A lot of volunteers actually put on weight during their service. In the Peace Corps we cleverly call it the "Peace Corps 15." It is very similar to the "Freshman 15" in college. We are away from home, eating different foods, and are at times stressed and emotional.
Luckily, I have been able to avoid gaining excess weight, and actually have lost a bit. When I left for Botswana, I was around 195 pounds. I weighed myself today just out of curiosity and I am 85 kilos (187 pounds). A few people who were nearby commented that 85 was too much for me and I should eat less. This is not the first time I have been called overweight here.
For example, here is a conversation I had last week at my office:
Her: Eish Daniel. You must give me your relatives' address back in America.
Me: (I give a confused look) And why do you need that?
Her: Because you are getting fat. I am going to write them and tell them to stop sending you so many packages with sweets in them. (Whenever I get sweets or candy in the mail, I generally share some with the people at my center. It has been a big hit with the staff and it keeps me from eating it all in one sitting).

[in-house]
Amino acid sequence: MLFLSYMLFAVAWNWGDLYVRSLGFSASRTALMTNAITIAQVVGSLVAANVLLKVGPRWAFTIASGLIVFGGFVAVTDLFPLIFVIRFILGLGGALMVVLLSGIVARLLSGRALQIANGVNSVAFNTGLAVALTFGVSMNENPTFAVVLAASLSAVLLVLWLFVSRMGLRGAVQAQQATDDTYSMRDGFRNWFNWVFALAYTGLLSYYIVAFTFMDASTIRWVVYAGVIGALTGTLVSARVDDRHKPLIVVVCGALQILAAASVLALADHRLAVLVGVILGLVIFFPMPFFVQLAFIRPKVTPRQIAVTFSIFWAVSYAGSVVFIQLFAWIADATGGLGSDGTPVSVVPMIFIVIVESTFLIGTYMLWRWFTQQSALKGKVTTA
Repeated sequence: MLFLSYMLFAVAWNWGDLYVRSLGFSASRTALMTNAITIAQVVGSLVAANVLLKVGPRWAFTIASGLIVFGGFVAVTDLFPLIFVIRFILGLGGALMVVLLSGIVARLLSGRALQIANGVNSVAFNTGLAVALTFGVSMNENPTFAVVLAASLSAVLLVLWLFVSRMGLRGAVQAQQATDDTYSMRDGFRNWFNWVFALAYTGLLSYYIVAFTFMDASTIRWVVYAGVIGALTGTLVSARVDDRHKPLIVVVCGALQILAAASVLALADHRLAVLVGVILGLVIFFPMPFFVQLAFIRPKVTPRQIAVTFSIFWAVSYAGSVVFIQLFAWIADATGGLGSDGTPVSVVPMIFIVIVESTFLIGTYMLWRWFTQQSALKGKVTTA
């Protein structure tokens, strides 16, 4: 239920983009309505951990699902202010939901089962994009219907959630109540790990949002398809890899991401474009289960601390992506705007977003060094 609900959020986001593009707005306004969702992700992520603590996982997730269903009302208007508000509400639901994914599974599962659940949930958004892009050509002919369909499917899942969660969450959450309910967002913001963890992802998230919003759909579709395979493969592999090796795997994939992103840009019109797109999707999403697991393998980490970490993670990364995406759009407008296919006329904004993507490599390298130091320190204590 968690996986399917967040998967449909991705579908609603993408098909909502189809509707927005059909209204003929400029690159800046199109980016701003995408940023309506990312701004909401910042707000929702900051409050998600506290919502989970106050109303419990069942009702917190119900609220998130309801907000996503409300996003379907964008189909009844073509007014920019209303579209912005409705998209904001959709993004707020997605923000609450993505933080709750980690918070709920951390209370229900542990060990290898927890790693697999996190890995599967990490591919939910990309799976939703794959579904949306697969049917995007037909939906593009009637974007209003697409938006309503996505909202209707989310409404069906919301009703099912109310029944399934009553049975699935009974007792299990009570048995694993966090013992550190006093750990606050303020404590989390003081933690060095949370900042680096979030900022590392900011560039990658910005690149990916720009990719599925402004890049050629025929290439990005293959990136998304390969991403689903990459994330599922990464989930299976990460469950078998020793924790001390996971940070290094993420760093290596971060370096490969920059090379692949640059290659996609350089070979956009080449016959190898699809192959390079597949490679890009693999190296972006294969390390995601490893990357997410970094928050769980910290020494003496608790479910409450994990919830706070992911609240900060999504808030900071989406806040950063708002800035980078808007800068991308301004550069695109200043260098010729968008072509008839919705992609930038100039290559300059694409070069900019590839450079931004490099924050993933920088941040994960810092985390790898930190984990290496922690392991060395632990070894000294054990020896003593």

Me: I actually don't get that many sweets and I don't eat too much either.
Her: Well you should eat less. You have gained weight, especially in your face.
I tried to explain that I had actually lost weight but she wouldn't hear it.
And here is another conversation I had about a month ago:
Her: Mopati, o kima! (Mopati you are fat).
Me: I am not fat. I am losing weight here. I think I am too skinny.
Her. (Laughing) No, you have fatted in the last weeks. (Sometimes people here turn nouns into verbs. Fatted might be my new favorite.)
This is another interesting "clash of culture" that I have experienced. Talking about weight or being overweight isn't rude and it is talked about openly (even if the person commenting on your weight weighs more than you do).